Yubraj Acharya, Alok Bohra And Other Idiot Bahuns


Kiran Sitoula Is A Short, Fat Idiot

Bahuns like Yubraj Acharya and Alok Bohara are proof education is not the cure to social injustice. The more educated these Bahuns become, the more articulate they become in their prejudices. It is in their genes. You can't convince them, so you go defeat them.

SEBS NA is a Bahun/Khas/Pahadi monster of an organization that Kiran Sitaula launched, and so I stay away from it. Meet me on MySpace. But my attention has been drawn to this particular thread at the SEBS Forum that is filled with anti-Madhesi venom, and at least one personal attack directed towards, so I ventured to look it up.

"a New Nepal will not come by dividing the country along the lines of ethnicity, colour or creed"

If you believe in both democracy and federalism, you are just going to have to let the people decide on the shape of that federalism. You are but one vote. There is an enormous support for the idea of a Madhesh state. There is no stopping a Madhesh state.

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Ethnically-clustered administrative entities are not a practical way to address the enormous socio-economic imbalances in a diverse population that has 100 ethnic groups and 80 languages"

Federalism goes beyond states. There is the central government, the state, the districts, the village/town/city governments. Between those four layers, your concerns will be put to rest. Federalism is the one person, one vote idea extrapolated.

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Imagine the Limbuwan province bypassing the tarai to sell hydropower to India region and keeping all the proceeds, or other pahadi regions seeing no incentive in preventing flooding to their south. Or the tarai keeping for itself all the profits from employment, tax receipts, and custom revenue from the industrial parks along its border."

This is a bogus argument. My proposal is here:
Constitution| Mantra Read it and then let's talk specifics. First you are opposed to the very idea of federalism. Then you don't want the people to decide on the shape of the map. Third, you want to mess up the power distribution arrangements as much as possible so the federalism is in name only. That ain't flying.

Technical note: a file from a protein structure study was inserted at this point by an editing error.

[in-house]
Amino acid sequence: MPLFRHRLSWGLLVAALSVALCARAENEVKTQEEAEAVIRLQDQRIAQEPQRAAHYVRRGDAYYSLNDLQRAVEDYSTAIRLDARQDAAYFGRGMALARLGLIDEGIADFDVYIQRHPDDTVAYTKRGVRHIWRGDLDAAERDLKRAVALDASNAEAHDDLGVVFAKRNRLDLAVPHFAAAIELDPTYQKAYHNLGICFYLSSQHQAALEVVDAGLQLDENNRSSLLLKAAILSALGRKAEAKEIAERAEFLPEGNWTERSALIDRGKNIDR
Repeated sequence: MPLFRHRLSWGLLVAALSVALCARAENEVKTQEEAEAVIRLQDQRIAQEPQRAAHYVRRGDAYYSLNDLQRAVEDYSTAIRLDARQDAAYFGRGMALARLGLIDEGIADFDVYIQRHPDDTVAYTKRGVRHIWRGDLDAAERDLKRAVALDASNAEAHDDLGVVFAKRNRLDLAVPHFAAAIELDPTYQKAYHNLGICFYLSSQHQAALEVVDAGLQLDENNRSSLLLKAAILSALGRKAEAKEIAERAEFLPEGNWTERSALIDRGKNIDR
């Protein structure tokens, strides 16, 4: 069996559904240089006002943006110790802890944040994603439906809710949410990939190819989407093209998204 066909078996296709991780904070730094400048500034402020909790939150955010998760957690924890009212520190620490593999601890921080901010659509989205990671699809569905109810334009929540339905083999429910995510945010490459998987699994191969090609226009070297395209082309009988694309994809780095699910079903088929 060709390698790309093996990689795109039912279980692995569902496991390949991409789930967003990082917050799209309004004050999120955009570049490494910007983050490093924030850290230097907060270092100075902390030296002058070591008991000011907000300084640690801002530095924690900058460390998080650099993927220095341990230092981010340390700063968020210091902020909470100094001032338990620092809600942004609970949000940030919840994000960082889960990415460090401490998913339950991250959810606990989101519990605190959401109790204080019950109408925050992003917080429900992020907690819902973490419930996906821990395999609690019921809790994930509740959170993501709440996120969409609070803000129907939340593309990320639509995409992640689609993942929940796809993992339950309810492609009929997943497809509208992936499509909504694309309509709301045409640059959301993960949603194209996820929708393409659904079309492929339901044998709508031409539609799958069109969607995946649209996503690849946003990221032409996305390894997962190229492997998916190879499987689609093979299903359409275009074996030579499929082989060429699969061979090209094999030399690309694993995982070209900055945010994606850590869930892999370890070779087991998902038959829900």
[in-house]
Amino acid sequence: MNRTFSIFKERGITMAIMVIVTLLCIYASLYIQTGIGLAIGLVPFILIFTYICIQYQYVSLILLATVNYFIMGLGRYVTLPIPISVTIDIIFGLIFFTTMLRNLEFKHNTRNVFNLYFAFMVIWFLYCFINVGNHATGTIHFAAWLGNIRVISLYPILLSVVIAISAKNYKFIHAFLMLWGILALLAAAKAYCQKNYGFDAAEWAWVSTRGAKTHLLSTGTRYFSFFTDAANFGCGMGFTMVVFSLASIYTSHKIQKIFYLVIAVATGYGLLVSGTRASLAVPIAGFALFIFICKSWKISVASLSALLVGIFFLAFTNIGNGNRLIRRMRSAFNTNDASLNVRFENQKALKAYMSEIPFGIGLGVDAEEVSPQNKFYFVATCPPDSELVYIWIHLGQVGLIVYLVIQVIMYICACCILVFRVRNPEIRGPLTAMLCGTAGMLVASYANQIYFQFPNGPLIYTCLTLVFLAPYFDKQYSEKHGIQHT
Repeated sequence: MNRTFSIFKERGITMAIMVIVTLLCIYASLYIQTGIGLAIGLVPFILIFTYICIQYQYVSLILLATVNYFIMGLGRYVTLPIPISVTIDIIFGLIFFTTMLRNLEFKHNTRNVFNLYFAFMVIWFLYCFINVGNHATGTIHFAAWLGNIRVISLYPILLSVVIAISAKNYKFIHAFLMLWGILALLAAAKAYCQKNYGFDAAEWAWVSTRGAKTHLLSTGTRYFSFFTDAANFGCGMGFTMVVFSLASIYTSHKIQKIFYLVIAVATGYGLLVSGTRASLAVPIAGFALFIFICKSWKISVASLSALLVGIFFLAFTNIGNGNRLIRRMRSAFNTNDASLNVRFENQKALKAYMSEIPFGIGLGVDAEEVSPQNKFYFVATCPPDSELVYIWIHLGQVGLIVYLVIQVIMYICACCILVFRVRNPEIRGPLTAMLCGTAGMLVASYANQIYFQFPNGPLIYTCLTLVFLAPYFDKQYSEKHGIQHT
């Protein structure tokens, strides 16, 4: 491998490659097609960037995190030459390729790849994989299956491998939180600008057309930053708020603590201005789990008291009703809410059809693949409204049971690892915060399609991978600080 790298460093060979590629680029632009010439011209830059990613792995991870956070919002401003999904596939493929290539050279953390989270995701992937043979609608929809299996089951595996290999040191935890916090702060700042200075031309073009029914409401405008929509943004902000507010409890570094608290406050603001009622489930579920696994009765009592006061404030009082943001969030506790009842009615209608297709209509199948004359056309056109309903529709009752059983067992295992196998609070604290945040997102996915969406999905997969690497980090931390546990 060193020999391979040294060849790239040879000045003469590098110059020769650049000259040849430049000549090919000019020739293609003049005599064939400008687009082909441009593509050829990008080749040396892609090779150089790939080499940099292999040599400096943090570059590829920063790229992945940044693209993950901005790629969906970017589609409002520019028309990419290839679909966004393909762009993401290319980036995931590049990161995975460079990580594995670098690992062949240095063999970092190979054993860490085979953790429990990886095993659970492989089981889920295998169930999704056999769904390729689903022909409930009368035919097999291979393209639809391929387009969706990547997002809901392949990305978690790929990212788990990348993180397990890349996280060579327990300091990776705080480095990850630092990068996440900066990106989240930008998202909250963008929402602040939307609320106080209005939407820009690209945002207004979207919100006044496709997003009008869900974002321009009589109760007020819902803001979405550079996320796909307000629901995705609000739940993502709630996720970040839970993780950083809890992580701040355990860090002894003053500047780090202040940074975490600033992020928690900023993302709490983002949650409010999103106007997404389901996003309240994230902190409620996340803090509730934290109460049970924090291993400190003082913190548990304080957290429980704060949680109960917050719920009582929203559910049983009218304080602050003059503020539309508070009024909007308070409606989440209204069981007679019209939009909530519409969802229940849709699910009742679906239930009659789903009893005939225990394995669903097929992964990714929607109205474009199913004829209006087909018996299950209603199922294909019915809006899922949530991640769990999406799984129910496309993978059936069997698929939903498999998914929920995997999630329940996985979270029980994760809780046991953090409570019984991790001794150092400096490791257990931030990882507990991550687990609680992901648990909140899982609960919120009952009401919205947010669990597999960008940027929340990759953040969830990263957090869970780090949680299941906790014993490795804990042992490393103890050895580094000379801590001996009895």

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This discussion does not even touch upon the millions of dalits and low-income indigenous people, and an ethnic division says nothing about what happens to women."

Trust a Bahun to look after the Dalit, the Janajati, the Mahila, groups that have been exploited for hundreds, thousands of years by the Madhesi! Is that your argument? You exploit the Madhesi like you exploit them. You are NOT on their side. Stop pretending.

"Our guiding principles should be sound policy prescriptions, concern for genuine grievances, strong, transparent and fair institutional mechanisms, and long-term pragmatism."

As if these sound principles and the principle of federalism clash.

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Alok Bohra's article is the last attempt by upper cast Nepali speaking men to maintain power to govern Nepal in their hands."

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The Ranas and Shah dynasty justified their autocratic rule saying that Nepal was poor, Nepalese were illeterate and therefore raising the economic status of people should be the main agenda and democracy can be sidelined. Alok Bohra's and Mani Nepal's article have the same flavor."

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Internal democracy with Congress and UML would not have been possible unless Gyanendra's rule ended. When Gyanendra was in Power, the main concern was how to get rid of his regime, not to have democracy within political parties."

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Upper cast Nepali speaking men will loose control of power in Nepal because they are a minority. Its time they realize and be gracious about giving up power and accepting true democracy."

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what destiny can the people of Humla, Jumla, and Rolpa chart when all they have are rugged mountains?"